As a member of the Tampa Bay sports blogosphere, I would love if all I had to do was cover my little niche of Tampa Bay baseball. I’d write about facts, figures, and trends of attendance, economics, and demographics. My job would be fun and easy.
But because our area is one of the most misunderstood professional sports areas in the US, myself and other Tampa Bay writers often have to rebut misleading or misinformed articles. More times than not, these articles lack facts, whether purposefully or due to lack of research.
The latest of these articles is TheStreet.com‘s 5 Biggest TV Markets Without Major League Baseball Teams by Portland-based writer Jason Notte. TheStreet.com is a big site, citing itself as “an organization founded in 1996 by celebrated author and former hedge fund manager Jim Cramer“. Jim Cramer, of course, is on CNBC and is a widely-known investment guru. So TheStreet.com is a big deal.
Notte’s article begins by immediately discussing the Rays. He discusses how Major League baseball used relocation to St. Pete as leverage to get a new stadium for the White Sox, Mariners, and Giants. Although he said the expansion franchise was put in “Tampa” not St. Pete or even “Tampa Bay”, I’ll let that go. Most people get that wrong.
After his brief history, and without even mentioning the Rays’ TV ratings (remember the title was about TV markets?), Notte dives right into the Rays attendance problem.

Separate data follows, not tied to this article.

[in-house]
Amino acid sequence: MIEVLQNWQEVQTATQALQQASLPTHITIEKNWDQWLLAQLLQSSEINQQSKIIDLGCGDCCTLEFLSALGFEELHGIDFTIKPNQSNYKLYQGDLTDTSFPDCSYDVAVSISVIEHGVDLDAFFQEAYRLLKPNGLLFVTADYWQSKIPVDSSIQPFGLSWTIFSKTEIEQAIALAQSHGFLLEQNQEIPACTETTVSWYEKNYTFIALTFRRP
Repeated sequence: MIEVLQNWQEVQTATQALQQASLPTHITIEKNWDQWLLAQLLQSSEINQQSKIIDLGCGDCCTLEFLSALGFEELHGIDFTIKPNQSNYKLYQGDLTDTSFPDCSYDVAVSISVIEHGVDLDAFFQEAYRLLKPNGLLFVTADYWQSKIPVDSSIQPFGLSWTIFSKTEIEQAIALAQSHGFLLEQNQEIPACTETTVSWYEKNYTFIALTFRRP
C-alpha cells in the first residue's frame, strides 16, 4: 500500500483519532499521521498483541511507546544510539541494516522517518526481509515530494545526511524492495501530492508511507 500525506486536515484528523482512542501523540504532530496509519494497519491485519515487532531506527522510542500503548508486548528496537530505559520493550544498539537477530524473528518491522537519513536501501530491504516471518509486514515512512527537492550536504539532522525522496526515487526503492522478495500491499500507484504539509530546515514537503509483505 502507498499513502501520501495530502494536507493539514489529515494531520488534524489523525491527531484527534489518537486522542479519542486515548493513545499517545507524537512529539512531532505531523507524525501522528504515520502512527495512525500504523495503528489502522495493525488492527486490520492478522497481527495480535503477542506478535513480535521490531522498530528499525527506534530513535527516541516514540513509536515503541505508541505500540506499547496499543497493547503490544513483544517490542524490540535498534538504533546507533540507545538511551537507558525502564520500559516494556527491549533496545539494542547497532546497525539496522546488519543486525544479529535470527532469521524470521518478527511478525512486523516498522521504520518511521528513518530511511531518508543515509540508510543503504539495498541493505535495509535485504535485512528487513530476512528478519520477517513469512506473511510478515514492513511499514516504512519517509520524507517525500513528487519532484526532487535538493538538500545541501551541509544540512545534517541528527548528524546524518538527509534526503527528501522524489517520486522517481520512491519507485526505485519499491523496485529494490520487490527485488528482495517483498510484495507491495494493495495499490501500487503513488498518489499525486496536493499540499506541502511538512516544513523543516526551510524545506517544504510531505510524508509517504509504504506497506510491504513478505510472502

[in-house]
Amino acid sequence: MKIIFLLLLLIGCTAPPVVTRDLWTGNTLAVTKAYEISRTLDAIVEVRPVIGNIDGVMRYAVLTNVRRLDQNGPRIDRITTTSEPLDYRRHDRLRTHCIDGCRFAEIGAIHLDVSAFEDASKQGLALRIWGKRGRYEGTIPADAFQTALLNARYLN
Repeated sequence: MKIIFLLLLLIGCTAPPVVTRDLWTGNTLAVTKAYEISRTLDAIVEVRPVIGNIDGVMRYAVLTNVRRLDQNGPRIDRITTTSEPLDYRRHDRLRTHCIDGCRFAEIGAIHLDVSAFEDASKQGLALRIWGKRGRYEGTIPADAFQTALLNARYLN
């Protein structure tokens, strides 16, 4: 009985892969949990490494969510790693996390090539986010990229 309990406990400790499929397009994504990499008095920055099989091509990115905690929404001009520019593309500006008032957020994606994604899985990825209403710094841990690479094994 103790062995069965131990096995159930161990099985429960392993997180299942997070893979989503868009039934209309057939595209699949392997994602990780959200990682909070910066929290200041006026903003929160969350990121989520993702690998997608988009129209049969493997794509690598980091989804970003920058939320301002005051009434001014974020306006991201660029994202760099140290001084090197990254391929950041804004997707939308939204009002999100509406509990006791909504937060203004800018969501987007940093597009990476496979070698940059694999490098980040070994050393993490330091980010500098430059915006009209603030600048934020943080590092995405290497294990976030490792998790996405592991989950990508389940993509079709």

Since 1998, the Tampa Bay Rays/Devil Rays have averaged 30,000 fans per game only once: In 1998 when they saw 2.5 million fans come through the turnstiles. Since then, they’ve ranked at or near the bottom of the American League in attendance. Despite making the playoffs four times in the past seven years and making it to the World Series in 2008, the Rays haven’t averaged more than 20,000 fans per game since 2010, when their attendance ranked a team-best ninth out of 14 AL teams.
But I thought the article was about the TV market. If it was, Notte could have cited the Rays’ gains in TV ratings. From the Aug 12, 2013 Tampa Bay Business Journal:
The Rays are on pace to finish in the top third of all MLB markets for TV viewership, Bay News 9 said. The Tampa Bay-Sarasota metropolitan region is the nation’s 14th largest television market and the area’s viewers tune in to watch baseball at higher-than-average rates.
From Rays Index, October 2, 2013:
The Tampa Bay Rays finished the season with an average rating of 4.93 per broadcast on Sun Sports, according to Fox Sports. …
The 4.93 rating is up slightly from last year when the Rays posted a 4.9 rating. …
A rating of 4.9 is typically in the neighborhood of ninth or tenth among all teams, but certainly in the upper-half.
Another problem with Notte’s discussion of Rays attendance is his lack of relating attendance to market size. The Rays will not draw as many people as the Yankees. It won’t happen. Ever. The Tampa Bay metro area has 2.8 million people. New York City has over 10 million. We’ve compared the Rays fanbase to the Yankees. If Yankees fans in New York City went to the ballpark as often as Rays fans, the Yankees would draw well over 4.6 million.
Notte then discusses the Oakland A’s and their stadium problems and how the debacle with the Marlins stadium has soured public opinion on public funding. As far as I know, this part is true.
Then Notte gets to the meat and potatoes of his article, listing in reverse order the top 5 TV markets without Major League Baseball as defined by Nielsen. However, he not once mentioned the size of the Tampa Bay or Oakland markets. So let’s do that: